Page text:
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The new year is always a time for reviewing the past and trying to learn from previous experiences as we move forward. I often look back on the following pictures to remind me of how things can change overnight.
They say behind every good picture is a good story. Let me tell you the story behind this one. I took the photo on 31st December 2009 as the sun was setting over Sandy Bay beach. My model, as I am sure you will have noticed, was one of the local birds, Wendy. In order to take the picture of Wendy peering into the sunset I had to lie down on the beach behind her on the sand and click at the appropriate moment. Needless to say I got some interesting looks from locals but I think in the main they were amused that I should be paying so much attention to a local bird (“Well he is from England you know”).
Observant visitors to my African photo gallery may have noticed that the copyright markings jump after 2009 to 2012: a couple of years of photos are missing. On the day following my photo shoot with Wendy, 1st January 2010, I returned to the same beach and tried to take some more pretty sunset photos. The wind blew my camera into the sand and so I tried to clean the sand out of it before the lens retracted (it was a nifty model which allowed me to change the zoom with one finger allowing me to do other stuff with my other hand). This cleaning operation was not very successful and delayed my departure from the rather remote beach: In fact I was the last to leave.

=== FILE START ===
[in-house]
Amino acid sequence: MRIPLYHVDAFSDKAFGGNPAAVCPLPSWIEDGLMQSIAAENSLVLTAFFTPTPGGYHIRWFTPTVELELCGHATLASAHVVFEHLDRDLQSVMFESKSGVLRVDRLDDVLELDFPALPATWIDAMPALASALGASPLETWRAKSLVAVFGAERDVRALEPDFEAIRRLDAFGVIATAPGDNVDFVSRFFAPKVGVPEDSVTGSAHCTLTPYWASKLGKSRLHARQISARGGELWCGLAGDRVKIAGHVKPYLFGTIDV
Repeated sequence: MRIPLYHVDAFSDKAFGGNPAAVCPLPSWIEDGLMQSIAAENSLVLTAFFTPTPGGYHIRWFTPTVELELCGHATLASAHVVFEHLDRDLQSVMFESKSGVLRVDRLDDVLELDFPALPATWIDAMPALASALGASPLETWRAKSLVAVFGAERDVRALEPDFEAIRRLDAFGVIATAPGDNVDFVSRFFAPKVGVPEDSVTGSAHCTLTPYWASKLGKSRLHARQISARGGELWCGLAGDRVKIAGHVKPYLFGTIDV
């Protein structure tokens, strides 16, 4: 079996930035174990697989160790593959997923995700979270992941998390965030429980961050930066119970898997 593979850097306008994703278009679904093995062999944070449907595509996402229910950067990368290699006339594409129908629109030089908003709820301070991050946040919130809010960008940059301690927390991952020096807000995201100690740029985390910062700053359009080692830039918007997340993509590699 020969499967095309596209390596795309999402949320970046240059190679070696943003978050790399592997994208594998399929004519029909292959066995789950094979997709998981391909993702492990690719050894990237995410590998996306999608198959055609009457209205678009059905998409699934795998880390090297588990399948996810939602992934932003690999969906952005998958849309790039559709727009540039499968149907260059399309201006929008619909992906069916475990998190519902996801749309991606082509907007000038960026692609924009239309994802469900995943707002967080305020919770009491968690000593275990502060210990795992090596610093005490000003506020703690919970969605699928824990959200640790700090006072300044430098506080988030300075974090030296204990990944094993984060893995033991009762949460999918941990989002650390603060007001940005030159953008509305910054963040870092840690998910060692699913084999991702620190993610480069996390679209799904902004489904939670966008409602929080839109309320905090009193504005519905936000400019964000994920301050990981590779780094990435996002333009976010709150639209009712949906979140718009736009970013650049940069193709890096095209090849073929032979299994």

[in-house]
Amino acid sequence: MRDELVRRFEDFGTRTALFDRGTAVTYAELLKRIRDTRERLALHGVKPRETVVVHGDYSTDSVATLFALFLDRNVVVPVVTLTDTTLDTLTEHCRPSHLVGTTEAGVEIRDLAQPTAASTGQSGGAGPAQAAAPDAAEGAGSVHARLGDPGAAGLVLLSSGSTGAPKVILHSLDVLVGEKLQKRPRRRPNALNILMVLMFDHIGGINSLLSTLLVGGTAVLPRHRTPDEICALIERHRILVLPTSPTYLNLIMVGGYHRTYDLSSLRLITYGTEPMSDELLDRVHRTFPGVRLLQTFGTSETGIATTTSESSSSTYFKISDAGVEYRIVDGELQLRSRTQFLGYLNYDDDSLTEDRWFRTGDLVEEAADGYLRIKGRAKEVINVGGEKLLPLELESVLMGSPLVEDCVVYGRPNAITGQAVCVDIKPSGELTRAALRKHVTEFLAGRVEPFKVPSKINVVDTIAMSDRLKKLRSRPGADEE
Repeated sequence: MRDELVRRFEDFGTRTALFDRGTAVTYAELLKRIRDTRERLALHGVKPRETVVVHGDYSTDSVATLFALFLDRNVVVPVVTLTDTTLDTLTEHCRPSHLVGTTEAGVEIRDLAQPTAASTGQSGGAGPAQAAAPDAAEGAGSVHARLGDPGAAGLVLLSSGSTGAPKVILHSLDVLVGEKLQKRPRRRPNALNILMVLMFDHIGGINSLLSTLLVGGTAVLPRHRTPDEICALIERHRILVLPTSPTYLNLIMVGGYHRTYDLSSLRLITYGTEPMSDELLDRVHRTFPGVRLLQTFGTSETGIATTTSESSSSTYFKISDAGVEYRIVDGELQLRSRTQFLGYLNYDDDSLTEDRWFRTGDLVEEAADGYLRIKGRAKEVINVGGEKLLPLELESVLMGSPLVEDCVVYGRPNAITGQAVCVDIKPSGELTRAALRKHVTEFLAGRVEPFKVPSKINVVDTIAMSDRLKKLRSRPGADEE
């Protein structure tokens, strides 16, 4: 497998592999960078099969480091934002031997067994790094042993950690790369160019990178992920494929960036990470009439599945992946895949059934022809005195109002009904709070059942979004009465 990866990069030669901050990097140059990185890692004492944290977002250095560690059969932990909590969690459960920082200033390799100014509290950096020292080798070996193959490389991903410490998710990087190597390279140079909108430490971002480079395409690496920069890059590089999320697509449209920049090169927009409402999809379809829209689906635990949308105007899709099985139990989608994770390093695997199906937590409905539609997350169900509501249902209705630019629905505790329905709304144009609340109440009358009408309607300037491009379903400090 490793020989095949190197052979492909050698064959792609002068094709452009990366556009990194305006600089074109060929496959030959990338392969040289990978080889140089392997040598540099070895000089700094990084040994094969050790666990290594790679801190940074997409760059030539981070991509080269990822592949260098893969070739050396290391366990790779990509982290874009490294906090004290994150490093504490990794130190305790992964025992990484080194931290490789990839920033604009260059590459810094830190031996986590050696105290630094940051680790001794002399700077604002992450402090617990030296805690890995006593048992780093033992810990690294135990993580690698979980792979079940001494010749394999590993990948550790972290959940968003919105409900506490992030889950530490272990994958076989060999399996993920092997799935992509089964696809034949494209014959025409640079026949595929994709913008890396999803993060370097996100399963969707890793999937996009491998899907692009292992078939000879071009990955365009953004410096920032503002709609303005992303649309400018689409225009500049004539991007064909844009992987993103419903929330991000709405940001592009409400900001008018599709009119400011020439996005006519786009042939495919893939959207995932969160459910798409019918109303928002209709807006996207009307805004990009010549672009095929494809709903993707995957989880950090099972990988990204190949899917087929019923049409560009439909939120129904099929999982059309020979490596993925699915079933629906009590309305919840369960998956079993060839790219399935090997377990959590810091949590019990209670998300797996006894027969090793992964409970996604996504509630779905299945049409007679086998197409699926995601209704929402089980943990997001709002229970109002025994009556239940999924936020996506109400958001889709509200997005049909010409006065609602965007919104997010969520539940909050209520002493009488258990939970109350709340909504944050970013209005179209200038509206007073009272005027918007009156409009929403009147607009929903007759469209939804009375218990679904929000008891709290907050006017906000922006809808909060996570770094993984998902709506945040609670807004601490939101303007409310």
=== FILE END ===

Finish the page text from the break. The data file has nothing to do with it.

As I walked off the beach a local gentleman jumped out of the bushes with a knife in his hand and offered to adopt my camera. At first I wasn’t in full agreement with him but three knife wounds later I felt he probably had a point. I was sure one of the knife wounds had hit a major artery in my arm and was concerned that I may only have minutes before losing consciousness. Fortunately I knew a dog walker had just previously left the beach by another route and I managed to catch up with him. This good Samaritan immediately saw what had happened (I was covered head to toe in blood) and took me to the local hospital to get stitched up. They did a great job (Thanks Constantiaberg Hospital!).
I was really impressed by all the help I received in the week following the stabbing. I also find it difficult to have unpleasant thoughts about the gentleman who attacked me – I’m sure he was as much a victim as I was. He was probably able to live of the proceeds from my stolen camera for three months! The great thing is that the wounds healed and I continue to be healthy and take more photos. However it took a couple of years to really get back to full activity (and confidence) and today I am much more careful about where, when and how I take pictures. The lesson for me is to not allow complacency to overcome common sense. Even when you are very familiar with a place it doesn’t necessarily make it any safer (I had been to that beach hundreds of times before the incident).